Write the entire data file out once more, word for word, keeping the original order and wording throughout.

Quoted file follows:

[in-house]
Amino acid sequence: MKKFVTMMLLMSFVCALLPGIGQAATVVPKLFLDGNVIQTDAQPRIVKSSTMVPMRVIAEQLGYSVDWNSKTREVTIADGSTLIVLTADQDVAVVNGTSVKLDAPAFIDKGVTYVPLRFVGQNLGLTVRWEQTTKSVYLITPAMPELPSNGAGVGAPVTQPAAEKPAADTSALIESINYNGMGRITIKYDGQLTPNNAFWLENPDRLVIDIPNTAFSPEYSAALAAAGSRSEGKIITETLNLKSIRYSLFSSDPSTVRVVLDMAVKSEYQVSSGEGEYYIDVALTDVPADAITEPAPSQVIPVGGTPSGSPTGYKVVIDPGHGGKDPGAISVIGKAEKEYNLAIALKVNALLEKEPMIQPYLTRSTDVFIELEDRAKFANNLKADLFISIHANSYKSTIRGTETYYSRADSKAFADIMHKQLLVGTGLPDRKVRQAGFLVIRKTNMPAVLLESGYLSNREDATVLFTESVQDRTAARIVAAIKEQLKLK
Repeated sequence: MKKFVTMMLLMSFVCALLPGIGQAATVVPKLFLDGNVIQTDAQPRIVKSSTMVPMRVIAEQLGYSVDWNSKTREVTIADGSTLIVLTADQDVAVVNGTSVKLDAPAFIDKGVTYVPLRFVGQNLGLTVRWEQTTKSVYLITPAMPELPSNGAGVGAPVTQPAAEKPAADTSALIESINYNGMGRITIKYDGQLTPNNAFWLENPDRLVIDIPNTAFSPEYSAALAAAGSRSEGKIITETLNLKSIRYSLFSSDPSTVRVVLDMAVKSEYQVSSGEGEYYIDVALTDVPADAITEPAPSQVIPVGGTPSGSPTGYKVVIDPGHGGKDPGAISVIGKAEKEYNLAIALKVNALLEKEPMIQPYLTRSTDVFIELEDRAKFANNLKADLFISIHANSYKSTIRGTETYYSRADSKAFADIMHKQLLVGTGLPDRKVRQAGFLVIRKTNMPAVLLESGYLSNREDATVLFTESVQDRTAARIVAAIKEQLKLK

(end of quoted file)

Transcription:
[in-house]
Amino acid sequence: MKKFVTMMLLMSFVCALLPGIGQAATVVPKLFLDGNVIQTDAQPRIVKSSTMVPMRVIAEQLGYSVDWNSKTREVTIADGSTLIVLTADQDVAVVNGTSVKLDAPAFIDKGVTYVPLRFVGQNLGLTVRWEQTTKSVYLITPAMPELPSNGAGVGAPVTQPAAEKPAADTSALIESINYNGMGRITIKYDGQLTPNNAFWLENPDRLVIDIPNTAFSPEYSAALAAAGSRSEGKIITETLNLKSIRYSLFSSDPSTVRVVLDMAVKSEYQVSSGEGEYYIDVALTDVPADAITEPAPSQVIPVGGTPSGSPTGYKVVIDPGHGGKDPGAISVIGKAEKEYNLAIALKVNALLEKEPMIQPYLTRSTDVFIELEDRAKFANNLKADLFISIHANSYKSTIRGTETYYSRADSKAFADIMHKQLLVGTGLPDRKVRQAGFLVIRKTNMPAVLLESGYLSNREDATVLFTESVQDRTAARIVAAIKEQLKLK
Repeated sequence: MKKFVTMMLLMSFVCALLPGIGQAATVVPKLFLDGNVIQTDAQPRIVKSSTMVPMRVIAEQLGYSVDWNSKTREVTIADGSTLIVLTADQDVAVVNGTSVKLDAPAFIDKGVTYVPLRFVGQNLGLTVRWEQTTKSVYLITPAMPELPSNGAGVGAPVTQPAAEKPAADTSALIESINYNGMGRITIKYDGQLTPNNAFWLENPDRLVIDIPNTAFSPEYSAALAAAGSRSEGKIITETLNLKSIRYSLFSSDPSTVRVVLDMAVKSEYQVSSGEGEYYIDVALTDVPADAITEPAPSQVIPVGGTPSGSPTGYKVVIDPGHGGKDPGAISVIGKAEKEYNLAIALKVNALLEKEPMIQPYLTRSTDVFIELEDRAKFANNLKADLFISIHANSYKSTIRGTETYYSRADSKAFADIMHKQLLVGTGLPDRKVRQAGFLVIRKTNMPAVLLESGYLSNREDATVLFTESVQDRTAARIVAAIKEQLKLK